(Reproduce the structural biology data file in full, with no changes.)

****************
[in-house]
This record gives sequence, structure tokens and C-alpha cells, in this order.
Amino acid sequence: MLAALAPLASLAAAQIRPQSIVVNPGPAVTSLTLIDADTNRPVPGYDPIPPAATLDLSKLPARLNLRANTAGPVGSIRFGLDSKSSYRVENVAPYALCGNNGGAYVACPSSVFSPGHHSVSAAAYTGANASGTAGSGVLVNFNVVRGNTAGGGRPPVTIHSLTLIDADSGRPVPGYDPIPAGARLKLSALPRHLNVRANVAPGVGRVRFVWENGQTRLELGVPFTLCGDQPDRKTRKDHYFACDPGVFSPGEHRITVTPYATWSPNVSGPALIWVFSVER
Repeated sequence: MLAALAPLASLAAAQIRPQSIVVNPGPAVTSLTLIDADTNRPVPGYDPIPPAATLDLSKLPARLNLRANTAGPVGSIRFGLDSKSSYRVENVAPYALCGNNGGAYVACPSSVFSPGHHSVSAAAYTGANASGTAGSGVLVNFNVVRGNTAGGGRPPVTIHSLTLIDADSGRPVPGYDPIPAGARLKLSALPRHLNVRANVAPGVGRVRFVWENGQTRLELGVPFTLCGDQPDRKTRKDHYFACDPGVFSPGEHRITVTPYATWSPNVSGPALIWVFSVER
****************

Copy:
[in-house]
This record gives sequence, structure tokens and C-alpha cells, in this order.
Amino acid sequence: MLAALAPLASLAAAQIRPQSIVVNPGPAVTSLTLIDADTNRPVPGYDPIPPAATLDLSKLPARLNLRANTAGPVGSIRFGLDSKSSYRVENVAPYALCGNNGGAYVACPSSVFSPGHHSVSAAAYTGANASGTAGSGVLVNFNVVRGNTAGGGRPPVTIHSLTLIDADSGRPVPGYDPIPAGARLKLSALPRHLNVRANVAPGVGRVRFVWENGQTRLELGVPFTLCGDQPDRKTRKDHYFACDPGVFSPGEHRITVTPYATWSPNVSGPALIWVFSVER
Repeated sequence: MLAALAPLASLAAAQIRPQSIVVNPGPAVTSLTLIDADTNRPVPGYDPIPPAATLDLSKLPARLNLRANTAGPVGSIRFGLDSKSSYRVENVAPYALCGNNGGAYVACPSSVFSPGHHSVSAAAYTGANASGTAGSGVLVNFNVVRGNTAGGGRPPVTIHSLTLIDADSGRPVPGYDPIPAGARLKLSALPRHLNVRANVAPGVGRVRFVWENGQTRLELGVPFTLCGDQPDRKTRKDHYFACDPGVFSPGEHRITVTPYATWSPNVSGPALIWVFSVER